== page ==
Home advantage is fine - test cricket would be less of a challenge if all the pitches had the same characteristics. In some cases there isn't much that can be done - the ball swings in England because of atmospheric conditions (it's often overcast here) rather than the state of the pitch.

But I wish the test rankings would take account of this, and give more weight to away series wins. England winning in India and Australia, SA winning in England and Australia all need to be given more credit than if the same results had been achieved at home. Even NZ drawing a series in SL recently needs to be recognised as a good effort.

Posted by Steve on (January 6, 2013, 22:19 GMT)

Why on earth does everybody talk about 'greentops' in England? There hasn't been one in a Test for years! Some (not all) of the Indian team/fans were using the word when England were scoring 600 on the same pitch just to hide how poorly they played in 2011. Dravid scored hundred after hundred in that series too. The pitches were not green, or specially prepared for India. Check the photos, the scorecards. Stop lying and grow up!

If 150 is a good score, the pitch is crap, whether it's all seam or all spin taking the wickets. There hasn't been a pitch like that anywhere that I can remember for a while. There's been dozens of terrible high scoring draws since I last saw a 'greentop'.

What grates is when teams try to prepare something specific for one game. Let Perth be bouncy, let Mumbai spin, let Trent Bridge swing - that's what the pitches there are like. But preparing something for a particular game is pathetic - look at Edgbaston in 1995, or Mumbai 2004. It makes the game a joke.

Posted by Gautham Venugopalan on (January 5, 2013, 14:23 GMT)

Absolutely bang on the money!

Posted by hasan on (January 5, 2013, 6:44 GMT)

Well, with exception of Nagpur pitch, i really didnt find anything wrong with the pitches. Mumbai and Kolkata had the turn for the spinners which you expect on Indian wickets and Ahmedabad was a batsmen paradise. Its just that English won due to thier higher quality batting discipline and superior spin bowlers. Indians need to realize reality instead of living in denial that pitches were the reason for thier lose. They are playing non stop cricket and its affecting thier performances on the field. English were better than them and hence won. Take it like a man and get over it, for sports is for men, not crying babies.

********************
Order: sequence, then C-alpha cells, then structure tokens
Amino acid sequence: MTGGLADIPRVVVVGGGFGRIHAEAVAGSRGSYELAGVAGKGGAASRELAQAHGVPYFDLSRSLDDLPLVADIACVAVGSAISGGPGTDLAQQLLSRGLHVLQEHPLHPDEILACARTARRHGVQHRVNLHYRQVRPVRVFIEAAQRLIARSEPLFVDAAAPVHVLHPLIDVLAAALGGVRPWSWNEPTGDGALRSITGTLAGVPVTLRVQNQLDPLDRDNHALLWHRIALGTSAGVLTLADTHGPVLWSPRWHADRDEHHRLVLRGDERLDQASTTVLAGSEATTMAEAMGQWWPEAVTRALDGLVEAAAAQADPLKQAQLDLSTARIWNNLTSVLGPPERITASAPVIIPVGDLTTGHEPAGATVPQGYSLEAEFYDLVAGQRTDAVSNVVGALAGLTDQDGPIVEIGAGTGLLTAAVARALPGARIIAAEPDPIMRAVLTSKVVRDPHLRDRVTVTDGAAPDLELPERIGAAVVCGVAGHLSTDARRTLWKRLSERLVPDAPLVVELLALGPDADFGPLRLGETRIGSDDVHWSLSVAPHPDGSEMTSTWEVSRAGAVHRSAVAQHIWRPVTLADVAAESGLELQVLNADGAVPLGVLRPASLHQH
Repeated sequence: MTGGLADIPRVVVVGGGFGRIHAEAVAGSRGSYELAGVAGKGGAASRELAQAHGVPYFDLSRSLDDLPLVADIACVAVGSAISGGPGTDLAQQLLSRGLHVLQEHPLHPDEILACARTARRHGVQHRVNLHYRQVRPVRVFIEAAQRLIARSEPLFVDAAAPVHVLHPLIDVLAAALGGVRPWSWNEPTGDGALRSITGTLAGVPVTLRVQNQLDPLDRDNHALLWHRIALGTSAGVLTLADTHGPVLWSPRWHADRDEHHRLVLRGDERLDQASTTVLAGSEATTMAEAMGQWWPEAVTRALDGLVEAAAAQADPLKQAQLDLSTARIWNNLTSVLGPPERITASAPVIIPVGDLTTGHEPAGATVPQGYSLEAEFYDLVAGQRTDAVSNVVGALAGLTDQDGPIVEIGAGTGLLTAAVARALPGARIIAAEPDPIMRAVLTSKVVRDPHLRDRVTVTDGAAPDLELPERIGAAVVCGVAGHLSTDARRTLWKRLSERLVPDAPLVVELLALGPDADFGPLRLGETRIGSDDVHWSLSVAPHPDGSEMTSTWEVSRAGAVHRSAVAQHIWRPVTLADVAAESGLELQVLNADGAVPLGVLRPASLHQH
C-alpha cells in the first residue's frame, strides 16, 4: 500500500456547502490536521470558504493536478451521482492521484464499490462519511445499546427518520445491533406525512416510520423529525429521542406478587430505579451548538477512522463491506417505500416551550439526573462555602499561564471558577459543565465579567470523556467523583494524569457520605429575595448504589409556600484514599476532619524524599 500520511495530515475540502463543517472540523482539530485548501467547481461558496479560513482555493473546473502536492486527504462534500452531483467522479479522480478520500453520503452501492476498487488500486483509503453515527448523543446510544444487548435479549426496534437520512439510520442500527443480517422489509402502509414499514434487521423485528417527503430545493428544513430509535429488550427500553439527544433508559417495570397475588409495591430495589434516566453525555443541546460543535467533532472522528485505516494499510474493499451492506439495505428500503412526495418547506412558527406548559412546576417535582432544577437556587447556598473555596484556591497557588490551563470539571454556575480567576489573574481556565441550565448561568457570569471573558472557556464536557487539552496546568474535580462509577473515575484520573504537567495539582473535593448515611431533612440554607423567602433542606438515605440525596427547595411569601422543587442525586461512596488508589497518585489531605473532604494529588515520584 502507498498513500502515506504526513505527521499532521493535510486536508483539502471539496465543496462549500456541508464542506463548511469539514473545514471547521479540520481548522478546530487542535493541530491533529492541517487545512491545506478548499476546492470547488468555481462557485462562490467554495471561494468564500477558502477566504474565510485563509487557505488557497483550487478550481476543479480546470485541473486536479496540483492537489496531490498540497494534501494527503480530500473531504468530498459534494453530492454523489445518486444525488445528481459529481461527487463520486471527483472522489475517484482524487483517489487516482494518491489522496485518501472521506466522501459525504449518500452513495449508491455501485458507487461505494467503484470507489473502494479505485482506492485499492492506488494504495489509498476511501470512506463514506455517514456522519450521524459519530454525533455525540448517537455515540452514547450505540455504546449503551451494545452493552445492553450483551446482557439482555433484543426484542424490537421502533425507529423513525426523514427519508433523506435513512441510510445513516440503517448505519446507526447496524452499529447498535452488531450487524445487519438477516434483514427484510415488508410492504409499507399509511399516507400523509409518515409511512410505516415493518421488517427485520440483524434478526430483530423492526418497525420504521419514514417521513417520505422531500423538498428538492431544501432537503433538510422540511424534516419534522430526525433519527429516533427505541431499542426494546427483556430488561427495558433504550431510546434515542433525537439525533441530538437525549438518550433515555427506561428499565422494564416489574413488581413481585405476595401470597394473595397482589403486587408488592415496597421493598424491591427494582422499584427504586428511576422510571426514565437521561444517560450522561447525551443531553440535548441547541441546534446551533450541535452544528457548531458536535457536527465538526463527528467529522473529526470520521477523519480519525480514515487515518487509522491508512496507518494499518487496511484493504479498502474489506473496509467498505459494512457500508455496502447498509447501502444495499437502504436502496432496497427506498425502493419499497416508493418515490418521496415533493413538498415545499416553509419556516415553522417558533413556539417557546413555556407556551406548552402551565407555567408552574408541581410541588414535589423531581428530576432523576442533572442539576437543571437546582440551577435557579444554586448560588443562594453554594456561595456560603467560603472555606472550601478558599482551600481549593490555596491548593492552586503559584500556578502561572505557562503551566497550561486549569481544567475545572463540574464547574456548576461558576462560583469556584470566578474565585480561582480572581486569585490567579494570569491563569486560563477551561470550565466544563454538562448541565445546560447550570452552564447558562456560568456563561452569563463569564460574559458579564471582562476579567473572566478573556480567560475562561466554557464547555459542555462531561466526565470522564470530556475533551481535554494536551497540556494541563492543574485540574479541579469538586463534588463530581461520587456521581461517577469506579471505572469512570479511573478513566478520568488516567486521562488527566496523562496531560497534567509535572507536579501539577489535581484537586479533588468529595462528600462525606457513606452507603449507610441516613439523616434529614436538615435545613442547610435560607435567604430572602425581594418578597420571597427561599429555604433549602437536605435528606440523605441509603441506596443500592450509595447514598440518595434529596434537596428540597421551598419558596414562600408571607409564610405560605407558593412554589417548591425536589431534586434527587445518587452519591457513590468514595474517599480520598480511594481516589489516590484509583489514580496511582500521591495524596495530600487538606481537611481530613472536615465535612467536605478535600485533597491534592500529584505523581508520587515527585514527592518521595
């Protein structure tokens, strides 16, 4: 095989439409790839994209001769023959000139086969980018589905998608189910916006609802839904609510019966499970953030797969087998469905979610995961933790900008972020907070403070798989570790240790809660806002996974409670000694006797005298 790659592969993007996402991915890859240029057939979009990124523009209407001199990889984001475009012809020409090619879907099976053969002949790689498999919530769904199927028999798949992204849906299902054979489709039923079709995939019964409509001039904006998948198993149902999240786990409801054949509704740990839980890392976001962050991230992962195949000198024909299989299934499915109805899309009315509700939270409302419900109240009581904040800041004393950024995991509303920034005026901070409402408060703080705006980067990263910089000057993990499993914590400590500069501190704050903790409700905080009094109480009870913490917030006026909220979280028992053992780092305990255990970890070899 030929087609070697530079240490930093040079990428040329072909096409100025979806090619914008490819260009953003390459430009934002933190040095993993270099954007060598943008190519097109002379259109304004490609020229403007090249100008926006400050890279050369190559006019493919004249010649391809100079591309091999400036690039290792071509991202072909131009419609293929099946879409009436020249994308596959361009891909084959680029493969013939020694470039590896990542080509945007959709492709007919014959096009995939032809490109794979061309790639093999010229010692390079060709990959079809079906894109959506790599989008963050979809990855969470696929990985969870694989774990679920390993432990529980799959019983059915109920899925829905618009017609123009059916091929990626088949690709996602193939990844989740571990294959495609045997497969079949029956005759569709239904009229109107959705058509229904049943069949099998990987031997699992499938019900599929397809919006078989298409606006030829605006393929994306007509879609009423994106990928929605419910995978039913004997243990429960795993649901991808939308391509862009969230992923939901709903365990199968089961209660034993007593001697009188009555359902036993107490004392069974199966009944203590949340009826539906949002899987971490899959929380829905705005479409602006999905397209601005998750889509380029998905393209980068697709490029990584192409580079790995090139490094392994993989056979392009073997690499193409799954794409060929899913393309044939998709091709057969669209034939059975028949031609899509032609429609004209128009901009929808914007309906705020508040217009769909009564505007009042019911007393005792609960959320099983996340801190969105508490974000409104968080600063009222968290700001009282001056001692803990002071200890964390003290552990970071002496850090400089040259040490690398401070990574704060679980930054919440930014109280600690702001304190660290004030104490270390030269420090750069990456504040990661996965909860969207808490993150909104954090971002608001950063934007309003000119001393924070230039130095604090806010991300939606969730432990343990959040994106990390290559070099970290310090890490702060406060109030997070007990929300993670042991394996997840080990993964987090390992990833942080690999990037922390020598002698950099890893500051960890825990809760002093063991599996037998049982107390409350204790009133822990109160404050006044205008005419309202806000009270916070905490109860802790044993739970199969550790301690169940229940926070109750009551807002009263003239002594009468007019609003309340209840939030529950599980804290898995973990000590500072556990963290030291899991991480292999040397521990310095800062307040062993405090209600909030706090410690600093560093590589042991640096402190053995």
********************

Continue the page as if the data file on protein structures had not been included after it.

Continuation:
Posted by HedleyTufnell on (January 5, 2013, 2:12 GMT)

Superb article - the measure of a great team is one capable of winning both home and away. The difference between the latter and the former can be substantial or slight, but the challenge ends up being the same in the long run. More experienced teams gradually learn to cope with tough conditions overseas, but the concern is that the demands of T20 competitions may reduce touring/experience in countries where these competitions are not as popular.

Posted by Shakti.J on (January 4, 2013, 21:41 GMT)

Brilliantly put,when India tour England,they get greentops to challenge the Indians,especially the batting might.The only problem is touring England when you are S.A is very different.The pitches are very flat & easy paced.It was even worse in Australia recently.Pitches are only green for an Indian tour.

Posted by cricket-india on (January 4, 2013, 18:24 GMT)

totally agree...somehow the concept of home advantage being a bad thing comes up only when a galle dustbowl or a kanpur spinner's paradise decimates english or australian opposition. remembr nagpur 2004 when australia were shot out for 90-odd chasing 110-something in the 4th innings? ponting invited dravid to join him in a complaint about the pitch being not of test match quality? really, ricky? when was the last time you joined a visiting captain to complain about the trampoline bounce pitch in perth being not of etst quality after having decimated said visitors inside 3 days? even the icc has screwed up visions in this regard - they censured galle that produced a result in 3-4 days and let off scot-free many bowlers graveyards where 1500+ runs could be scored for the loss of hardly a dozen wickets in tedious draws.